• And normal technicians go to the work order Well, even though these air separate databases, right, you're creating a front end and a front end can connect to one database or multiple different databases.

  • So let's say you have lied technicians.

  • So let's say the lead technicians are the ones that can go in.

  • They can do work orders.

  • They can do work.

  • But let's say they can also sell to.

  • So you could create a front end for these leap technicians, and the front end could connect to the work ordered out of aces.

  • And it couldn't connect to the C R M database, and it could connect to the sales and invoice database.

  • And so that's an important thing to be thinking about when you think about created.

  • Creating a database is How many of these do you want?

  • Is it logical toe?

  • Have everything in one single database all your data for your company or organization in one single database?

  • Or doesn't make more sense to spread out the information to these different databases again from a security and from a liability standpoint, a reliability standpoint.

  • And then, if you need to be a bit, pull information from the different databases, literally, you could just simply write code.

  • It is easy to write code to connect to to databases as it is to write code to connect to one database may be able to fill out the information whenever application or front end that you have.

  • And so the first thing you need to be thinking about is this thing, this highest level, and that is the database on the database server.

  • So then, once you create your database, then within the database you create tables and so tables, more or less when you visually look at them, they basically look like spreadsheets, right?

  • So if you've ever opened up again PHP my admin or access or something like that, you will seem tables and basically again they more or less look like a spreadsheet on DSO with with tables, you have columns, so columns these air.

  • Basically what data that you're going to be accepting into the database, Right?

  • So let's say this is a user's table, so you're going to create a table for user's right.

  • And so if you're gonna create a table for user's, the first thing that you want is a user I d.

  • So whenever you're going to be creating a table, you want some i D for the records within the table, and this will generally be something called the primary key.

  • So the primary KIIS is again.

  • Remember, in the database world in the computer world, computers can.

  • Computers can't think on their feet.

  • They can't.

  • They can't assume what you mean, right?

  • They can only do whatever they're coded to Dio.

  • And so one of the big problems you could get into a database is is what happens if you have two records that are literally identical, literally identical.

  • So when you go to do a search that's gonna run into problems, because and then you're gonna get two identical records that is gone, it's just gonna become a mess.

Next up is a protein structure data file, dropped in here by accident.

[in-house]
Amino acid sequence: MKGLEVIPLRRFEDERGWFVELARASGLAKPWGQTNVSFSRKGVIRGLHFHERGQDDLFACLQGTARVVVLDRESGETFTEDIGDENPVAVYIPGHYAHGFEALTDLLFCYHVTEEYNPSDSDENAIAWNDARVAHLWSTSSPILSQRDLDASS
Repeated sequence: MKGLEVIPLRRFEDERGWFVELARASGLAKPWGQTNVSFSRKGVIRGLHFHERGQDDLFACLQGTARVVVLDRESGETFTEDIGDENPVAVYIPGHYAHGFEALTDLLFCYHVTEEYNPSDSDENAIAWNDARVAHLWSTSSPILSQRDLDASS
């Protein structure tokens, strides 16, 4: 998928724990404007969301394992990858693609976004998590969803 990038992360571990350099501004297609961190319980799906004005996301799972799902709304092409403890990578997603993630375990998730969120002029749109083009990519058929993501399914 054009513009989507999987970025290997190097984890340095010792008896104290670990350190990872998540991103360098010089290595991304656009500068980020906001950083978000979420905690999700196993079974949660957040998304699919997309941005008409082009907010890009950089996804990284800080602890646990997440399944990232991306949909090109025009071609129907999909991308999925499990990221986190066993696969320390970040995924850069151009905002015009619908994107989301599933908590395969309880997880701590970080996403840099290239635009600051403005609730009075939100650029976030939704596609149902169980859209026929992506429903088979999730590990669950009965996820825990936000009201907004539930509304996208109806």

• And so what the primary KIIS is.

  • The primary key is the weight is to make sure every single record is unique within the table.

  • So, basically, generally with a primary key, you do something called auto increments.

  • And and basically, as new records Air created, it counts up.

  • So record one record to record three record four record.

  • Five That type of thing, right?

  • So the first, the first column you're going to have in a table is generally going to be your primary key.

  • It's going to be something such as a user i d a part i d an invoice i d an account i de la la la la In the beginning to make it easiest, you will make that an auto increment thing.

  • So basically, as new records air created, it simply goes up.

  • So this will be a user i d.

  • One.

  • He's your idea to user i d.

  • Three user i d four user i d five.

  • And so what this means is that within the table, even if the other columns have identical information in them, at least this one column in front will be different.

  • Then past that.

  • Then you can have Let's say like the the first name.

  • So if this is a user, you can either first name, so that's that's a field.

  • So if you're gonna be putting that that type of data into your table, then again, maybe it could have something like an email address, if that's what you want, and then maybe you can have something, possibly such as, you know, the person's age.

  • So depending on what you're going to be doing, And so these this is the type of data that you're going to be pulling in to this database.

  • Now, once you have the columns, then you can all.

  • Then you can also say what the data type is.

  • So this is an important thing in the database world.

  • How do you add Bob plus Sue?

  • Riddle me this Riddle me that Bob plus one divided by Twinkie equals what a mess.

  • A garbage.

  • It's absolutely horrible.

  • And so you have what are called data types.

  • And so what data types are is you say what kind of data you want these columns to be able to accept.

  • So if you're asking for a first name or last name or that type of thing, you will then say just simply text.